In the first years, one of our key concerns had been competition. The model is so good, so much better in our views than most players, that we were naively expecting many well-funded players to rush into it in the past years. So, we stayed under the radar, and didn’t even communicate, until earlier this year when we felt strong enough, on the backing from Partech.
Incredibly, no competitor has come yet (probably because the positioning & the model are not appealing to most “mainstream” digital entrepreneurs, and most existing food delivery players could not quickly launch such a model deeply differing from their core one), allowing Dejbox to strengthen their model & position on the market, and become the clear leader in the space in a few years!
But Dejbox success didn’t go unnoticed by everyone though: conversations started early with leading corporates from the food industry to see how we could work together… One of them was Carrefour, whom I proudly introduced them to, with a genuine & bullish suggestion to have a serious look at the company considering the increasing focus of Carrefour on food, and notably their “Act for food” commitment, very aligned with Dejbox vision & values.
Within time, the relationship grew stronger, and so did the mutual interest & respect. Until the obvious became apparent: the vision & business synergies between Dejbox and Carrefour are just massive!
The normal path in “Startup & VC land” would have been to raise a Series B of course. But money alone was not the main requirement to put Dejbox closer to every potential customer in France & beyond.
However, as a VC, lead investor & board member, and #1 shareholder of the company, it was not easy to imagine selling “so early” in the incredible journey of Dejbox. Because, seriously, it is really just the beginning!
Thankfully, we ended up finding a deal that nicely aligned the interests of Dejbox, Carrefour & Partech (with the valuable support from the Cambon & Villechenon teams), making it an outstanding exit for our seed fund (less than 5 years after its launch).
I sincerely wish Dejbox an amazing journey for this new chapter of their success story: millions of employees are still waiting for Dejbox to come to their office and serve them tasty, generous & reasonably priced lunches everyday :-) And Dejbox couldn’t have dreamed of a better partner than Carrefour to accelerate their growth!
Our biggest pride at Partech: having been a key enabler of Dejbox success
It is also the opportunity for us at Partech to illustrate concretely something we’ve been quite vocal about: value-add. As VCs, obviously, we’re are not running the companies ourselves, and we don’t claim to be able to be transformative on every board we’re at. But we make our best efforts to be impactful & supportive :)
Honestly, we are proud to have been the first & only VC to trust Adrien & Vincent at the very beginning, and, most importantly, to have been a super active board member & advisor to the company since then. Together with my peer VC & now friend Hervé Cuviliez, who joined the board with our first investment, and co-invested 2 years later with us for the new round, and with whom I’ve exchanged a lot in those past years.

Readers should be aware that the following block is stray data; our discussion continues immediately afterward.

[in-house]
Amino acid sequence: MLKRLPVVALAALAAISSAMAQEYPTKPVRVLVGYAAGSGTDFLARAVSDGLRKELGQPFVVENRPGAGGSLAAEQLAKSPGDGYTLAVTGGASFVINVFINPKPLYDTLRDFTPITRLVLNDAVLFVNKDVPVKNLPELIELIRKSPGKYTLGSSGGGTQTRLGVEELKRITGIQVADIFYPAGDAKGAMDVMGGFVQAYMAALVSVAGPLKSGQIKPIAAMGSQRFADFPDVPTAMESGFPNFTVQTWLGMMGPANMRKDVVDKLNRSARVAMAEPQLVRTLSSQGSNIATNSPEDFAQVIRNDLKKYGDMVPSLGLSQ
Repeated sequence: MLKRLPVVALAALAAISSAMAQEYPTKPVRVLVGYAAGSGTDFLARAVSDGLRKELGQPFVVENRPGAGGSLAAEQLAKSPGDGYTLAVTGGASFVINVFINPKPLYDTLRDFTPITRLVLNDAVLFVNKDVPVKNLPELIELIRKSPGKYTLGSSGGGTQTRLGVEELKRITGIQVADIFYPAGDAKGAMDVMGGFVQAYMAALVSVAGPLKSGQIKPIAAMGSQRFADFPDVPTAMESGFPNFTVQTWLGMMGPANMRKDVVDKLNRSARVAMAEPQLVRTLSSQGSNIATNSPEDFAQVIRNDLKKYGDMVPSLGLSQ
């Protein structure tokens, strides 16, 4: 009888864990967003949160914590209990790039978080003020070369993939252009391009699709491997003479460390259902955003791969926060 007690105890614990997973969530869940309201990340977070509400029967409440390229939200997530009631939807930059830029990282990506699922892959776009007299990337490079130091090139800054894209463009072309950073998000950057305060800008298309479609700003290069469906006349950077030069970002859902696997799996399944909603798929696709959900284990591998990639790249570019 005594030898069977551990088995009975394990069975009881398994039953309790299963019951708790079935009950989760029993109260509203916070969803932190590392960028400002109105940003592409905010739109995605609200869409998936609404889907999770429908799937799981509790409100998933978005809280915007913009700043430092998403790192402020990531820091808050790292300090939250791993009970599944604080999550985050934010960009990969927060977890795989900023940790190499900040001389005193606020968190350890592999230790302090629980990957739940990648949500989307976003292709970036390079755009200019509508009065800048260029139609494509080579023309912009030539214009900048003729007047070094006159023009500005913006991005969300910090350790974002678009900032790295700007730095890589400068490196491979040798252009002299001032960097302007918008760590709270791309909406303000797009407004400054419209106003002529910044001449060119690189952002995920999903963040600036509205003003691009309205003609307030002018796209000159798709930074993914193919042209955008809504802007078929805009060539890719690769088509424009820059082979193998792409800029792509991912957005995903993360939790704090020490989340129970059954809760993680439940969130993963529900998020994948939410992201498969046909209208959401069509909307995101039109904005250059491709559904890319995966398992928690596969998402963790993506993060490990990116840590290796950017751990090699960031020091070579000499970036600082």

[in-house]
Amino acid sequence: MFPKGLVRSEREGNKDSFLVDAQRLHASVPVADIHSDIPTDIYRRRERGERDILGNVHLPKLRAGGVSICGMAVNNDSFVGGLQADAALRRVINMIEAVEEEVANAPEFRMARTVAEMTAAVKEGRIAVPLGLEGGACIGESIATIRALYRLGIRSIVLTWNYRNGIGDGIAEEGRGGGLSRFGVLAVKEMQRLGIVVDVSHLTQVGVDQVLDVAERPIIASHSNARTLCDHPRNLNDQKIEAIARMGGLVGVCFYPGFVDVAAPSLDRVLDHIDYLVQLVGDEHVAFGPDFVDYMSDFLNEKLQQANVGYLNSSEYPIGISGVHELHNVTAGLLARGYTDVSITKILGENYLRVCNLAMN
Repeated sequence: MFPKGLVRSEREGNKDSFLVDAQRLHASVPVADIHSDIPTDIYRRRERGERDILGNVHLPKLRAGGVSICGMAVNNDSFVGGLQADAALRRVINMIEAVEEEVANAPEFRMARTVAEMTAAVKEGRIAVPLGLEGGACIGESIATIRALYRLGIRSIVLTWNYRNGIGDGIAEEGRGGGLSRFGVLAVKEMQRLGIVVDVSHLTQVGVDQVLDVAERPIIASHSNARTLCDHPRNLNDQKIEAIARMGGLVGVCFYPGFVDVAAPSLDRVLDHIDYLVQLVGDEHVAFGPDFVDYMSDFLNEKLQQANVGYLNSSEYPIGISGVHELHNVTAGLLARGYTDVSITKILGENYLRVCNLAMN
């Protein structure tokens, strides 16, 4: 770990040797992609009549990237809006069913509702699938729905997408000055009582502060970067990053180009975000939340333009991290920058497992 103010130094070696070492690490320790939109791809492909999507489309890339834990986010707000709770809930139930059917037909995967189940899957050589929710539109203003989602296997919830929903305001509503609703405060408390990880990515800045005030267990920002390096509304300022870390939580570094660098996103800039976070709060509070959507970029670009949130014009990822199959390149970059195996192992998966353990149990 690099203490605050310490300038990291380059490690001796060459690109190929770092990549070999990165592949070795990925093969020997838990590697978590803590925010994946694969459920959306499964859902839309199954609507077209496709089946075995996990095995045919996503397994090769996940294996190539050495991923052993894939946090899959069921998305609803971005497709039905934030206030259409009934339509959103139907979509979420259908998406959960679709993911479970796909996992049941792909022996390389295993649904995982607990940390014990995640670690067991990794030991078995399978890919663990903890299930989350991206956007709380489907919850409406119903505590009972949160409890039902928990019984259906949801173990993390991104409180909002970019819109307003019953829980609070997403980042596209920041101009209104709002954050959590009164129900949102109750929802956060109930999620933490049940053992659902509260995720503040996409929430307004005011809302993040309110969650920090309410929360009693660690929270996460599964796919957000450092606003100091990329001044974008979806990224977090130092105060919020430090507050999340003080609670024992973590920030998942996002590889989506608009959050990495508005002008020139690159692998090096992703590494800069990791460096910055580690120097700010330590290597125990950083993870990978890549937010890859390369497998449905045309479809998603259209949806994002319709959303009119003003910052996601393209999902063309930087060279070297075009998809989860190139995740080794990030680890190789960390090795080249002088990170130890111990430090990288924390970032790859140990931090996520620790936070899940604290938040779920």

For Partech, beyond the financial success, Dejbox is also a great showcase of our “platform effect”: helping Dejbox find partners, suppliers, candidates… and acquirers, having the Partech Shaker as a Paris-based office when needed, getting access to the Partech community, talks, financial benchmark from our growth team, help from our legal team, etc.
At a personal level, I’ve spent on average ~6 hours per week with the company. This is highly unusual for a seed VC, and only possible because of the scale we have at Partech, allowing us to have an awesome “backoffice” supporting our investment team on finance, legal & other key VC duties, (so a big thank you to Karen, Christelle, Emmanuel & their teams, as well as to Romain who’s leading our seed funds, making it possible for people like me to spend a lot of time with our portfolio). The level of relationship, trust & intimacy we developed with Adrien & Vincent is exactly my purpose and the reason why I chose to become a seed VC 5 years ago.
In 4 years, as the company matured, evolved its model & grew tremendously, I probably covered every single possible “startup building & scaling” topic together with Adrien & Vincent (through workshops, calls, board meetings, email threads, Slack & co), on a weekly-to-daily basis.
Topics like: business vision & strategy, strategic planning & roadmapping, company & execution steering, finance & cash, business KPIs definition & deepdive, market analysis & competitive watch, positioning, brand & messaging, business model iteration, business modeling, compelling company & sales pitch, operations design & mapping, growth machine, food offering, pricing, B2B offer, digital product & tech, team organization, roles & responsibilities, hiring & candidate interviews, internal communication & culture, business partnerships & negotiations, founder relationships & personal growth, fundraising strategy & execution, and lately, M&A!
I also like to imagine that I might be among their best customers: despite Partech not being on their delivery routes, I was so often in Lille working with them, and bringing home a few “Dejbox” for my wife Delphine & I, that I’ve probably tasted hundreds of different recipes ;) I also pride myself on being able to eat up to 3 Dejbox during a single one-day workshop (and believe me, this is a feat ;) ).
But more seriously, value-add of VCs is often overstated by VCs themselves, so the best option was just to ask to Adrien & Vincent what they think of our partnership during almost half a decade. Beyond being very good memories for all of us & some humble brag, stepping back on this will hopefully be interesting & useful to others!
This will however be the topic of another article in the next weeks :) Here are just a few quotes from Vincent & Adrien as a teaser:
“We simply wouldn’t be where we are today without the support from Boris & Partech, and it has been a real privilege to have them onboard!”
“When we first met Boris at Euratech, this was a huge slap & by far one of the most important moments in the Dejbox story. Our very first key “hire” at Dejbox has been our lead investor & board member.”
“A huge, huge THANK YOU for this amazing journey together… We get out of it deeply transformed, grown up, and most importantly, fully ready to open a new, super exciting chapter of the Dejbox story with Carrefour!”
Thanks for reading, and sincerely all the best to Dejbox + Carrefour!
PS: also thank you to my wife Delphine & my newly born baby Thomas for their patience, love & support as Dejbox has been taking a lot of my time those past years, and even more the past weeks…